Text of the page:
BNSF Railway Abandons Plans to Buy Tanker Cars

Crude by Rail
Crude by Rail

Citing ‘customer complaints’, the BNSF railway has abandoned plans to buy 5,000 crude oil tankers.

Typically, leasing companies or oil companies own the tank cars that move crude along the tracks and not the railroads themselves. But last year, BNSF requested proposals from railcar manufacturers to produce cars for them that were stronger and safer cars than the current DOT standards. The company had hoped that producing cars with thicker shells, reinforced ends and thermal blankets would reduce the risks of using trains to haul oil.

Over the past two years, BNSF Railway has been involved in a number of incidents including a derailment and fiery crash that caused the evacuation of a small town in North Dakota just last week. The company confirmed that the eight cars that derailed were the unjacketed CPC-1232 models that the federal government would like phased out by 2020 due to safety concerns.

Related: Bakken Crude Train Derails

A company spokesperson commented about the company’s decision to scrap the plans by saying, “If our customers do not want us in this business, we’ll re-evaluate. We’ll do something else.

The debate over rail safety is continuing to escalate and just last month, NTSB urged stricter standards due to findings from study of recent train derailment accidents. They concluded that the current fleet of DOT-111 tank cars rupture too quickly and result in spillage and ignition.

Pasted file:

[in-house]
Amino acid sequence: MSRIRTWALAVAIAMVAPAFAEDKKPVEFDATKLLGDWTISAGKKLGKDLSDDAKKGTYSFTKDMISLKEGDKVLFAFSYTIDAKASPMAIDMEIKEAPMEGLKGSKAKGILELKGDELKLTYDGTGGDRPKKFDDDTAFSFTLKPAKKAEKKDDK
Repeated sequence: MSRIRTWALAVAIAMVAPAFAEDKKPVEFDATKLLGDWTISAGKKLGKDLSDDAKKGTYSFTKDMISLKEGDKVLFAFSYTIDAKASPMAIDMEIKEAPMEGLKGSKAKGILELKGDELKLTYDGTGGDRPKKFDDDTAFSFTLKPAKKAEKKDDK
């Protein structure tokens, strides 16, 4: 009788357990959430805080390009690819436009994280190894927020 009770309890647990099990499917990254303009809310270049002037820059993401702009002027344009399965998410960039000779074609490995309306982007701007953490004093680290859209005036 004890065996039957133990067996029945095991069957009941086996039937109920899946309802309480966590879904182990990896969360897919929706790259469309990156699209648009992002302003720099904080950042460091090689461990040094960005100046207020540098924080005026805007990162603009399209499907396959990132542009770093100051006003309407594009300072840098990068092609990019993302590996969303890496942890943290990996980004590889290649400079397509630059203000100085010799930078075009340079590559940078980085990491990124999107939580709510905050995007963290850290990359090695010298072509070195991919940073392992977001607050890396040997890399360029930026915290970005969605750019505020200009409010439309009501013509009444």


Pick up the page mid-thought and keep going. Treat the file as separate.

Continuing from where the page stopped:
Related: Crude by Rail Facing Tougher Standards

Rail Lines Face Bottlenecks in Bakken

Oil Rail Car Image
Oil Rail Car Image

At the Surface Transportation Board (STB) hearing this week in Fargo, ND, officials from the state and other upper Midwestern states urged U.S. regulators to put pressure on railroads to fix issues that are blocking grain shipments. The culprit some believe is the oil & gas industry - in August, approximately 60% of oil produced in North Dakota was transported out of the state by rail, and some argue the railroads are favoring oil companies over agriculture.

Bloomberg reported, as grain produced last year sits in storage, waiting for trains to carry it to market, the bottlenecks may get worse as an anticipated record grain harvest begins, officials warned.

John Hoeven, the Republican Senator from North Dakota, said at the hearing, “the bottom line is that we need greater rail capacity to meet the growing needs of North Dakota’s expanding economy and dynamic businesses and farms. To make that happen, railroads must commit to investing in more rail infrastructure, including more locomotives, more railcars and more crews.

In June, the board ordered the railroads to provide weekly updates on bottlenecks. Regulators can order railroads to prioritize certain shipments over others, although that power is rarely used, the Bloomberg article noted.